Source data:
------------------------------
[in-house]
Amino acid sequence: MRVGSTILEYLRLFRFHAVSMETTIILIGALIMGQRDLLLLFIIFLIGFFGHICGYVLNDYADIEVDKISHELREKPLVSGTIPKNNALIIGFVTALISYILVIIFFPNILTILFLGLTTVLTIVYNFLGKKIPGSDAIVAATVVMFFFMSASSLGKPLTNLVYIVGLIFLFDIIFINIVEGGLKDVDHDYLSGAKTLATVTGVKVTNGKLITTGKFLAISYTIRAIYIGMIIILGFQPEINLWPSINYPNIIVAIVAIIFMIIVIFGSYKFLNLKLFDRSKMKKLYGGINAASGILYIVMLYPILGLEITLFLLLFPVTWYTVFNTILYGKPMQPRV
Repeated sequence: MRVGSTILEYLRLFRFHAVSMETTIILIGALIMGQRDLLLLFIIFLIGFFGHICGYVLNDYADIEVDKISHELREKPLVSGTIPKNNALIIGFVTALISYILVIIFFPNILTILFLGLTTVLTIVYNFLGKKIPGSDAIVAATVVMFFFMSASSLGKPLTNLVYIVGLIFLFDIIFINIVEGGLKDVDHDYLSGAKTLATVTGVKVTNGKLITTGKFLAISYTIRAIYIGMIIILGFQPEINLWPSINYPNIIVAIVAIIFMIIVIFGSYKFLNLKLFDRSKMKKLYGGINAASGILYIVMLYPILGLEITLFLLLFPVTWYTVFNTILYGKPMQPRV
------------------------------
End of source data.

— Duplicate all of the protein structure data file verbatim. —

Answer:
[in-house]
Amino acid sequence: MRVGSTILEYLRLFRFHAVSMETTIILIGALIMGQRDLLLLFIIFLIGFFGHICGYVLNDYADIEVDKISHELREKPLVSGTIPKNNALIIGFVTALISYILVIIFFPNILTILFLGLTTVLTIVYNFLGKKIPGSDAIVAATVVMFFFMSASSLGKPLTNLVYIVGLIFLFDIIFINIVEGGLKDVDHDYLSGAKTLATVTGVKVTNGKLITTGKFLAISYTIRAIYIGMIIILGFQPEINLWPSINYPNIIVAIVAIIFMIIVIFGSYKFLNLKLFDRSKMKKLYGGINAASGILYIVMLYPILGLEITLFLLLFPVTWYTVFNTILYGKPMQPRV
Repeated sequence: MRVGSTILEYLRLFRFHAVSMETTIILIGALIMGQRDLLLLFIIFLIGFFGHICGYVLNDYADIEVDKISHELREKPLVSGTIPKNNALIIGFVTALISYILVIIFFPNILTILFLGLTTVLTIVYNFLGKKIPGSDAIVAATVVMFFFMSASSLGKPLTNLVYIVGLIFLFDIIFINIVEGGLKDVDHDYLSGAKTLATVTGVKVTNGKLITTGKFLAISYTIRAIYIGMIIILGFQPEINLWPSINYPNIIVAIVAIIFMIIVIFGSYKFLNLKLFDRSKMKKLYGGINAASGILYIVMLYPILGLEITLFLLLFPVTWYTVFNTILYGKPMQPRV